Our laws are supposed to be based on protecting the individuality and pursuit of life, liberty, and happiness, as long as that pursuit does not harm others.
And, that’s where the two decisions come into play.
The polygamy ruling was not made with an understanding of the full context of the polygamous community – particularly the fundamentalists who allow the underage marriage of girls to men, the rescinding of women’s rights, and the abuse of the welfare system.
The same-sex marriage ruling was based on a much broader scale of understanding. While there is no argument that same-sex marriage is certainly not within the traditionally defined conventions of marriage, it does no harm and does not threaten the institution of marriage or the family unit. If anything, it is further enhancement of the ideal that families are good things that unite people in love and purpose and, that same-sex marriage allows that institution to multiply.
Marriage is not simply about procreation. It is about partnership and unity. It is an expression of love and commitment that isn’t measured in the number of children born as a result of the union, but by the power of two people who entrust their hearts, minds, and souls with one another, and I don’t see anything wrong with that.
Most importantly, same-sex marriage is an act among consenting adults. There is no coercion at work here, as in polygamous cultures where one’s eternal salvation is based on adherence to the tenet of plural marriage; where young girls are forced to become child brides; where absolute fealty to a church leader is a requirement with terrible consequences for those who do not fall into line.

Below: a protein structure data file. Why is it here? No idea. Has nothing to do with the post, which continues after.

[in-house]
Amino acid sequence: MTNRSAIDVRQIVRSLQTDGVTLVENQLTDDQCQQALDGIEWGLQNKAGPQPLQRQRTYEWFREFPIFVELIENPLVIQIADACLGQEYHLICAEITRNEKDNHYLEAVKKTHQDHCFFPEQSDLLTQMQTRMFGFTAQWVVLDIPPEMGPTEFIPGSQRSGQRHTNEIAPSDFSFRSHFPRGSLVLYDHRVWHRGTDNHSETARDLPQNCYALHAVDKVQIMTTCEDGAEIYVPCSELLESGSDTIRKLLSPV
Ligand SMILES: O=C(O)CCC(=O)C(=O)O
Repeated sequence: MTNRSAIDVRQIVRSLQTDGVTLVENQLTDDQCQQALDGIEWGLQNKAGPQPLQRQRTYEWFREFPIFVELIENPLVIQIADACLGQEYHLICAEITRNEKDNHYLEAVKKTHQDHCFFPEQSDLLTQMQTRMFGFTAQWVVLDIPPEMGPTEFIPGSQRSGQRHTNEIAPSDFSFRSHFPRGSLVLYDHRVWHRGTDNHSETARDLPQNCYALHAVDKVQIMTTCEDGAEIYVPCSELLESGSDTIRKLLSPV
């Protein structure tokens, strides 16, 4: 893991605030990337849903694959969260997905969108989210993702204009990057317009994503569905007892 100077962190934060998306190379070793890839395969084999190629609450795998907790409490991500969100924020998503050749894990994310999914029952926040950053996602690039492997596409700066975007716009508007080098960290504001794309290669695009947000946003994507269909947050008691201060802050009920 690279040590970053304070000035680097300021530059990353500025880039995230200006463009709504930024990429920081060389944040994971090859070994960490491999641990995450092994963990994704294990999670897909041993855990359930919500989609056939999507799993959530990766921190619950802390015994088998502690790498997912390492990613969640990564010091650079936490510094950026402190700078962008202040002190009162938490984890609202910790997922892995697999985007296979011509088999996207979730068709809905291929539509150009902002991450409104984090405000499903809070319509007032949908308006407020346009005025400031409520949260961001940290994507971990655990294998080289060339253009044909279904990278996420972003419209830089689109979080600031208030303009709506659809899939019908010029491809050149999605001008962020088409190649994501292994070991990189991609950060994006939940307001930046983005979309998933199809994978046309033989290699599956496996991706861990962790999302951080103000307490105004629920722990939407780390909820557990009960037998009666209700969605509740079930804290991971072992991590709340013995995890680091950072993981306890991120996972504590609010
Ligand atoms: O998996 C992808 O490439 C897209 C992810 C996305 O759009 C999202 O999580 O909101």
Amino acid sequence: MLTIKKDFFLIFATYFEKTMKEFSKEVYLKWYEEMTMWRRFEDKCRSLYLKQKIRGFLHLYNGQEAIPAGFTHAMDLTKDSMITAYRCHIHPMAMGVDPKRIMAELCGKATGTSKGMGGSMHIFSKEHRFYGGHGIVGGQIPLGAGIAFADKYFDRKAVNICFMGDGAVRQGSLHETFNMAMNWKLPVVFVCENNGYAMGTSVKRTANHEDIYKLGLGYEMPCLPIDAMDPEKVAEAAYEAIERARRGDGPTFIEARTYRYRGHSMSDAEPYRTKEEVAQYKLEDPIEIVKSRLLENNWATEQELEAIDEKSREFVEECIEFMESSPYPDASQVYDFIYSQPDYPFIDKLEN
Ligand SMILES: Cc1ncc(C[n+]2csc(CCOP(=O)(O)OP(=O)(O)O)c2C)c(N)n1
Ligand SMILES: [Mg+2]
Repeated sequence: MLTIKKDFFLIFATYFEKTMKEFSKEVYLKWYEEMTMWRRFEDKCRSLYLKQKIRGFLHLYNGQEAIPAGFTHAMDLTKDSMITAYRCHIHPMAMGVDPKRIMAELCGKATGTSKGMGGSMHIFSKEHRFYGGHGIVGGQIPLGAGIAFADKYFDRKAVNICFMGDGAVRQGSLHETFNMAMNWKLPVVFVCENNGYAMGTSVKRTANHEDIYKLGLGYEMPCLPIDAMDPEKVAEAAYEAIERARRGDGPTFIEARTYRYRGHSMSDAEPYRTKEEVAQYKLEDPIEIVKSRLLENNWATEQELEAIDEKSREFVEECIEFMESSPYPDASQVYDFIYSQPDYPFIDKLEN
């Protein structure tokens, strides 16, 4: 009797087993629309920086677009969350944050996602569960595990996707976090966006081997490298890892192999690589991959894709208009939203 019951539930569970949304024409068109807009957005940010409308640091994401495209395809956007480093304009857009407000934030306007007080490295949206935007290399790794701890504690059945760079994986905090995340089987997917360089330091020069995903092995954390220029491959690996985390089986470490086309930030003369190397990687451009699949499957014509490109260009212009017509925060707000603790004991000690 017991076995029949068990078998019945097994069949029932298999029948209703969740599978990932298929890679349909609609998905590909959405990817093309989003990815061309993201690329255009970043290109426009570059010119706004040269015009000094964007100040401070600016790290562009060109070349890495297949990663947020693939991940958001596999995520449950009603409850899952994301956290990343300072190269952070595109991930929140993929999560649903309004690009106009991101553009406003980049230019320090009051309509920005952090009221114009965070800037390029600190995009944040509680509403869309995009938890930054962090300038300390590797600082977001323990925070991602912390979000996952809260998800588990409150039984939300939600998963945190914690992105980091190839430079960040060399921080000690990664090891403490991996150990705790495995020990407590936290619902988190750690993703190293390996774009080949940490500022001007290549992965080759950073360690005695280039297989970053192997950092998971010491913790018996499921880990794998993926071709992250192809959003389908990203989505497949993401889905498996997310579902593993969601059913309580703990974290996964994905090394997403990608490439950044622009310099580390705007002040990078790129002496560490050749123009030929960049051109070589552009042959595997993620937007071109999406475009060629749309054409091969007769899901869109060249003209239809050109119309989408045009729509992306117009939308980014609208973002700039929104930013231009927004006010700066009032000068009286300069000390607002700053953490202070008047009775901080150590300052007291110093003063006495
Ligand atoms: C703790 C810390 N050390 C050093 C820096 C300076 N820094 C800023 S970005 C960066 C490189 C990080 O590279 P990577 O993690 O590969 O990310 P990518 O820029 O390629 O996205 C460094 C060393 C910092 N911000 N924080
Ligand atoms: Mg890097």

But, the rulings have been made and the natural response is, what happens next?
The attorney general’s office is putting together the paperwork to file a request for stay of the ruling that, I imagine, will be filed as soon as the courts open Monday morning. Judge Shelby said he will expedite his decision on the request and I have no reason to doubt that, however, I fully expect the request to be denied.
What will follow will be a long, drawn-out court fight that will cost the state a lot of money in a losing effort.
Meanwhile, I don’t expect the attorney general’s office to work as diligently to fight the polygamy ruling. It has, unfortunately, a history of having no interest in the polygamy woes out in Short Creek and even though it will give some lip service to the ruling, I don’t think much will come of it until something as egregious and vile as the case built against FLDS Warren Jeffs in Texas comes to light in Utah.
That’s why, on one hand, I congratulate the LGBT community for a decision that offers equality, at least in the eyes of the law, and on the other, worry about what it will take for our state officials to realize that the physical, emotional, and financial price it will pay for the polygamy ruling was wrong.
No bad days!
Ed Kociela is an opinion columnist. The opinions stated in this article are his and not representative of St. George News.